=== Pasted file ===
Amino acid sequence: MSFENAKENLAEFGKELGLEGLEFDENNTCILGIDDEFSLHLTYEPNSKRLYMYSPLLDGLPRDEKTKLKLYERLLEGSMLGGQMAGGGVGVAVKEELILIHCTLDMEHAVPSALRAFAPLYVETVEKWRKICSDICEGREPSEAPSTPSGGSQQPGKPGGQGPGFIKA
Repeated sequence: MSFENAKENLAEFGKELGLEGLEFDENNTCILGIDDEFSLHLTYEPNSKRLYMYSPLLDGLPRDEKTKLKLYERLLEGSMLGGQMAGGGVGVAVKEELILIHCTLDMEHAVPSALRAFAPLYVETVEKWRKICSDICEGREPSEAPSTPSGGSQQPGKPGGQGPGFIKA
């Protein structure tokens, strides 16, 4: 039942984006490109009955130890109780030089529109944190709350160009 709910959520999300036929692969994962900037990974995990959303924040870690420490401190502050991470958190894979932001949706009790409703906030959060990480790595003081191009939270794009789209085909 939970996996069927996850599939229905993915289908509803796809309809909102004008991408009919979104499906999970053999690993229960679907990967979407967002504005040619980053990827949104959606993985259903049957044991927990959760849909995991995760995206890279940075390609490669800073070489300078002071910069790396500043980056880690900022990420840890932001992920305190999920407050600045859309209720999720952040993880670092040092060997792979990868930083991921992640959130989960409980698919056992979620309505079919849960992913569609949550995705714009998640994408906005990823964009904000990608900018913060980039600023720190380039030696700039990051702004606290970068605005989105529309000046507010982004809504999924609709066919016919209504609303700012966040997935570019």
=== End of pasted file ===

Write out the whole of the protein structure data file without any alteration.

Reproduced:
Amino acid sequence: MSFENAKENLAEFGKELGLEGLEFDENNTCILGIDDEFSLHLTYEPNSKRLYMYSPLLDGLPRDEKTKLKLYERLLEGSMLGGQMAGGGVGVAVKEELILIHCTLDMEHAVPSALRAFAPLYVETVEKWRKICSDICEGREPSEAPSTPSGGSQQPGKPGGQGPGFIKA
Repeated sequence: MSFENAKENLAEFGKELGLEGLEFDENNTCILGIDDEFSLHLTYEPNSKRLYMYSPLLDGLPRDEKTKLKLYERLLEGSMLGGQMAGGGVGVAVKEELILIHCTLDMEHAVPSALRAFAPLYVETVEKWRKICSDICEGREPSEAPSTPSGGSQQPGKPGGQGPGFIKA
């Protein structure tokens, strides 16, 4: 039942984006490109009955130890109780030089529109944190709350160009 709910959520999300036929692969994962900037990974995990959303924040870690420490401190502050991470958190894979932001949706009790409703906030959060990480790595003081191009939270794009789209085909 939970996996069927996850599939229905993915289908509803796809309809909102004008991408009919979104499906999970053999690993229960679907990967979407967002504005040619980053990827949104959606993985259903049957044991927990959760849909995991995760995206890279940075390609490669800073070489300078002071910069790396500043980056880690900022990420840890932001992920305190999920407050600045859309209720999720952040993880670092040092060997792979990868930083991921992640959130989960409980698919056992979620309505079919849960992913569609949550995705714009998640994408906005990823964009904000990608900018913060980039600023720190380039030696700039990051702004606290970068605005989105529309000046507010982004809504999924609709066919016919209504609303700012966040997935570019």